As the impeachment trial of President Donald Trump gets underway this week, there has been much discussion about the rules of the trial, with Republicans calling the evidence produced in the House investigation “flimsy,” and Democrats calling Trump the “founders’ worst nightmare.”
There has been extensive back-and-forth about the length of the trial; the number and length of days for arguments; about whether “high crimes and misdemeanors” refers to actual crimes; which witnesses should be called—or if witnesses can be called at all; which documents can be received or even if the evidence gathered during the hearings in the House—which, of course, are in the public record—can be heard by the Senators. There has been almost no conversation (granted, it is still early in the trial) about the merits of the actual case against the President.
This is absurd.
It is clear that the strategy of distraction, for which this administration is well-known, is once again operative. By diverting public attention away from substance and toward the machinations of process, we submerge the facts of the case under a tidal wave of hair-splitting procedural protocols. What a missed opportunity! This is a real-time civics lesson and despite the conventional wisdom that the outcome is a foregone conclusion, I would argue that there are surprising twists and turns yet to be experienced and serious, history-changing lessons to be learned.
This week marks the beginning of a once-in-a-generation occasion to witness American democracy at work under its most trying circumstances. We have the opportunity to defend our style of governance under its most demanding test short of civil war. What are the most astute intellectual arguments and the most effective practical actions we can muster in such a climate? How is patriotism defined? How are divided loyalties resolved? Instead, we are treated to relentless, short-sighted bickering about who is allowed to testify and at what time of day.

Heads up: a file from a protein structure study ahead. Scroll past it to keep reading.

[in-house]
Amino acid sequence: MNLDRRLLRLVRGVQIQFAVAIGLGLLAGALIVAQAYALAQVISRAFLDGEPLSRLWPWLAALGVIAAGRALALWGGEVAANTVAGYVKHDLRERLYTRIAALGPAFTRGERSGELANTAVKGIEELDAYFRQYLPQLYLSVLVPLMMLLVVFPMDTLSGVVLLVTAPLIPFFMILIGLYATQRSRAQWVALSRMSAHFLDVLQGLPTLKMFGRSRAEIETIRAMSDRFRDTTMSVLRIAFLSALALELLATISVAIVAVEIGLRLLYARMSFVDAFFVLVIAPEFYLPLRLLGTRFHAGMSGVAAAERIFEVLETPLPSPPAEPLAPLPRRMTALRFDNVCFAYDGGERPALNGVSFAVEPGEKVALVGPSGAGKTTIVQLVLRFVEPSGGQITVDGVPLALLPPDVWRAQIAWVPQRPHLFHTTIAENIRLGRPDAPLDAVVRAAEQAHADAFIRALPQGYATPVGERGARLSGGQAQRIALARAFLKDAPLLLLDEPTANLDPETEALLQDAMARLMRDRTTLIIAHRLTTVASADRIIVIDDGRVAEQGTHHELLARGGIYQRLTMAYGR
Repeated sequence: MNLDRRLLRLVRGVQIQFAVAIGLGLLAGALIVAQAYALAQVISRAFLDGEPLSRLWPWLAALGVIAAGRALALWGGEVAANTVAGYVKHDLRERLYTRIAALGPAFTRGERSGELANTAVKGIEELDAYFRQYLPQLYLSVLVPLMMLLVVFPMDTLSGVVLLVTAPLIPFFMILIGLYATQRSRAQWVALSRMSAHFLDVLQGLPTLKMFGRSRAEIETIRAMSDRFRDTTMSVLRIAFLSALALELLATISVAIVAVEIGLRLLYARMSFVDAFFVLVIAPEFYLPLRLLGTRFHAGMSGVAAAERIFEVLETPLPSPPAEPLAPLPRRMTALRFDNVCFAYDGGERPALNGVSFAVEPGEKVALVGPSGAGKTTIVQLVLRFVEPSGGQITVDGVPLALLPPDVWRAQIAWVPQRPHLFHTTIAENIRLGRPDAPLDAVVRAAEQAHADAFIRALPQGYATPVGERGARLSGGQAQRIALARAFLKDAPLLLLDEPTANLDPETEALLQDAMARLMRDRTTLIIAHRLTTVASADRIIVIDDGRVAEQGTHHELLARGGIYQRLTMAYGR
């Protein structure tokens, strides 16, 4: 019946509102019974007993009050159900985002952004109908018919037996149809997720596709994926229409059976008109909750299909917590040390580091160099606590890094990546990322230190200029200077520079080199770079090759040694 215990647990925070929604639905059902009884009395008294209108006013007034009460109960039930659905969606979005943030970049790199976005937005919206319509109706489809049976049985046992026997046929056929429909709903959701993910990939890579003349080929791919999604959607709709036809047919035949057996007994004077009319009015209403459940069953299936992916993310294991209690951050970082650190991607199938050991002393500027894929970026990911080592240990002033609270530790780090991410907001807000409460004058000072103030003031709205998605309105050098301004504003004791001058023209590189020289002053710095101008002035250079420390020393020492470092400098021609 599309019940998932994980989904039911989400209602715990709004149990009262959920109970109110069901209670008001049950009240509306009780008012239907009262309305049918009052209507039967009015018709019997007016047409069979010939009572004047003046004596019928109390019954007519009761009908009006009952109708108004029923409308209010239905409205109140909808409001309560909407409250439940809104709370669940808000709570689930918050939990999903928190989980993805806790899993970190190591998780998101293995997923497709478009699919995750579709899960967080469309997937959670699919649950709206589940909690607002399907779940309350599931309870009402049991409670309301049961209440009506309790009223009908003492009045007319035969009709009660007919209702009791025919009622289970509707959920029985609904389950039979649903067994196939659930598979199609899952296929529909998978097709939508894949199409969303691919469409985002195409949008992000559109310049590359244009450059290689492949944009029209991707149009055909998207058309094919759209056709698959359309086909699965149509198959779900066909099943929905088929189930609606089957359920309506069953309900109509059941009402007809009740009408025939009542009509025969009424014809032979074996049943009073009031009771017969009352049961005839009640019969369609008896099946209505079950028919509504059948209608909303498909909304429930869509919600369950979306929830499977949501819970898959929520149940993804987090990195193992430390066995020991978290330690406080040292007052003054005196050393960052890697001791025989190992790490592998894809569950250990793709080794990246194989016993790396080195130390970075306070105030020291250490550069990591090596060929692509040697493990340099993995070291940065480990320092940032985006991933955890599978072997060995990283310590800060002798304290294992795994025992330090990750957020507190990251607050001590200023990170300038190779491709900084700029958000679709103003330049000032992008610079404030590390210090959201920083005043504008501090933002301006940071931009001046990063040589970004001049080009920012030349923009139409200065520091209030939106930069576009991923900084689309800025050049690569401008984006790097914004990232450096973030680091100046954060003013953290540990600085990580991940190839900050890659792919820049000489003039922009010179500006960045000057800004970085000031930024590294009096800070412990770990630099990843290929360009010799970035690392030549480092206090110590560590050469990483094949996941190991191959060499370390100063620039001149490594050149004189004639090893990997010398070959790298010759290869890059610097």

Impeachment is a real thing. And there are real issues at stake. Did the President’s actions in withholding $400 million dollars from an ally in a hot war with Russia for a political favor rise to the level of removal from office? Should we not build upon testimony offered in the House which is already in the public record and also find a mechanism for the President’s opposing argument to be given a full hearing? Is this not the best way for both individual Senators and the American public to hear both sides and then come to their own conclusions? Isn’t this what both sides covet? Then, what’s the problem?
I haven’t heard questions about the merits of the impeachment case or the President’s counter argument raised a whole lot this week. So, let’s hope the rhetoric changes and discussions in the media and at the kitchen table focus on principles, on character, on the substance of the case. Let’s hope (beyond hope?) that those managing this trial can re-direct our attention towards what really matters, not just for our own sake, but for our children, our children’s children and seven generations to come.